Youth Death Highlights Mental Health Reform, Government Promises Change

‘There’s nothing more pressing than to ensure that our young people get the support in life that they need.’

By Katie Hyslop 5 Oct 2017 |

Katie Hyslop is The Tyee’s education and youth reporter. Find her previous stories here.

The Office of the B.C. Representative for Children and Youth has renewed its call for a comprehensive provincial child and youth mental health strategy in the wake of another youth failed by B.C.’s mental health services.

Missing Pieces: Joshua’s Story, the latest report from the representative’s office, details the life and untimely death of 17-year-old “Joshua”— a pseudonym chosen by his mother. Described by his family as an “intelligent, caring,” young person who loved his cat and wanted to help people, Joshua struggled from an early age with severe mental health issues that manifested in self-harm and multiple suicide attempts.

Despite interventions from mental health, child welfare, and education professionals, as well as an engaged and supportive family, Joshua committed suicide in summer 2015 after a nearly five-month stay at BC Children’s Hospital.

In a press conference with reporters yesterday, the office’s Bernard Richard said the sole recommendation for preventing situations like Joshua’s is a comprehensive, adequately-resourced mental health strategy for children and youth. The report gives the province 12 months to develop, and 24 months to implement, such a strategy.

It’s a recommendation the office first made in 2013, one echoed by the government’s select standing committee on children and youth last year.

“The system needs an overhaul, it’s time to get on with it,” Richard said.

Both Children and Family Development Minister Katrine Conroy and Mental Health and Addictions Minister Judy Darcy said they have accepted the recommendation and are working on a province-wide mental health strategy with particular focus on kids, youth and Indigenous communities. They expect to meet the 12-month deadline.

“We absolutely agree that we have to collaborate across government, and across service providers, to create a system that supports families like Joshua’s with the full range of mental services that they need,” Darcy said.

Missing Pieces is clear a comprehensive mental health strategy may not have saved Joshua’s life. However, it would address the significant gaps in supports he received.

Joshua’s mom first contacted the Ministry of Children and Family Development when her son began self-harming at age two. From age 8 to 11, mental supports from the child and youth mental health branch ended four times without follow-up when health professionals determined Joshua had made sufficient progress.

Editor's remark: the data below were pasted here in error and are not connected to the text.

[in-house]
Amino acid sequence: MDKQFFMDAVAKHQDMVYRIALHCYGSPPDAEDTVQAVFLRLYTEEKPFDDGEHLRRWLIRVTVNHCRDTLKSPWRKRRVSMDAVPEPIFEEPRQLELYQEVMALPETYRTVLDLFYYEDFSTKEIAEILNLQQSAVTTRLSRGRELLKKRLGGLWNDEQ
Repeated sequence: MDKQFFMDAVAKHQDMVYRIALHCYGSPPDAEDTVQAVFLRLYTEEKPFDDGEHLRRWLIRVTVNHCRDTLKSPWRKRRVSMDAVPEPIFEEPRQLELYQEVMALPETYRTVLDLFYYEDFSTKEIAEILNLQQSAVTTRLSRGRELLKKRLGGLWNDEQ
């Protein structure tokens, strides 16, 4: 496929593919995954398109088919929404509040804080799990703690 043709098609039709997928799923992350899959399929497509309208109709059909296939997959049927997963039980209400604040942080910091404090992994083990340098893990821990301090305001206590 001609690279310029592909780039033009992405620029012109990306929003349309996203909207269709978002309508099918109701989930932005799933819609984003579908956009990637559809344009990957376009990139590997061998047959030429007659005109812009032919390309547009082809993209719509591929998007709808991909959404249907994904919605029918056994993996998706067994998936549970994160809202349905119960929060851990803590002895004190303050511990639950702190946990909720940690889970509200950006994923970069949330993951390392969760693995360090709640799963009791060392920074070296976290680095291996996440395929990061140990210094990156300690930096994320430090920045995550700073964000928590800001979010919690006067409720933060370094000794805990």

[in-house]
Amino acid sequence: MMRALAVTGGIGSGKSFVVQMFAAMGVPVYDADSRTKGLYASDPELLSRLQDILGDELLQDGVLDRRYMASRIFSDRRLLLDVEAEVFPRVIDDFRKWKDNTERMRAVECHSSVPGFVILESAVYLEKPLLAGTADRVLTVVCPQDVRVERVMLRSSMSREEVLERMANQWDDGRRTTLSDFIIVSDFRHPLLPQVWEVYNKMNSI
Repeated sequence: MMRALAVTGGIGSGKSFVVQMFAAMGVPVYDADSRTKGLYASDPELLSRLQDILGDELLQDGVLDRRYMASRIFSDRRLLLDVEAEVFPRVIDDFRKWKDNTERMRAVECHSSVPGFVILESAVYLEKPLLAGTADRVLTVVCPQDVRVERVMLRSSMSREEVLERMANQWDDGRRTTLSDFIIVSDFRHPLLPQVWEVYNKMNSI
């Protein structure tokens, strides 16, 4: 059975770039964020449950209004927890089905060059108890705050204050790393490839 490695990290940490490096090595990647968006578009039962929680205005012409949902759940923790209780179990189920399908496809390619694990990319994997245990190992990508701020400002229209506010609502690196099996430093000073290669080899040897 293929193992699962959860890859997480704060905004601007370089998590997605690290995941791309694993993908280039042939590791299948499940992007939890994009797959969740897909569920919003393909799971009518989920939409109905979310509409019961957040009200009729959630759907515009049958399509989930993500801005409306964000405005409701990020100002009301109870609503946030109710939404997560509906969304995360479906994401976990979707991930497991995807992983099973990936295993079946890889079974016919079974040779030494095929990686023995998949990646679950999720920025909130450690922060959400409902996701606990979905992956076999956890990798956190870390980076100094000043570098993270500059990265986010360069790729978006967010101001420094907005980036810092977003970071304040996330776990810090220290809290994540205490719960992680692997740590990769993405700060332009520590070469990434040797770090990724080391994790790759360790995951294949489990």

He first attempted suicide at age 11, and by age 13 he was refusing to go to school. Another referral to child and youth that year never resulted in supports because the clinician could not reach the family.

A third suicide attempt in 2015 landed him in BC Children’s Hospital for 122 days. Less than a month after he was admitted, Joshua’s care team, including ministry and hospital social workers, were unable to develop a post-release care plan because Joshua had no place to live as his mother was “overwhelmed” and unable to care for him.

Missing Pieces calls out the lack of “step down” beds in B.C. for youth like Joshua who are ready to leave the hospital but still need supervision and supports. There are also no residential alternatives to hospitalization for youth, known as “step-up” treatment, in B.C.

Additional youth mental health and addictions treatment beds opened this year, with more coming in the 10-bed Child and Adolescent Psychiatric Stabilization Unit at Surrey Memorial Hospital later this year. As have more “Foundry Centres,” where at-risk youth can access mental health, addictions, employment and education services.

Darcy would not say what supports families like Joshua’s could access while waiting for a strategy, nor if government could meet the 24-month strategy implementation deadline. But she says government is “100 per cent” committed to completing the strategy.

“There’s nothing more pressing than to ensure that our young people get the support in life that they need,” said Darcy. “We will be giving it everything we have.”  [Tyee]

Read more: Health, BC Politics

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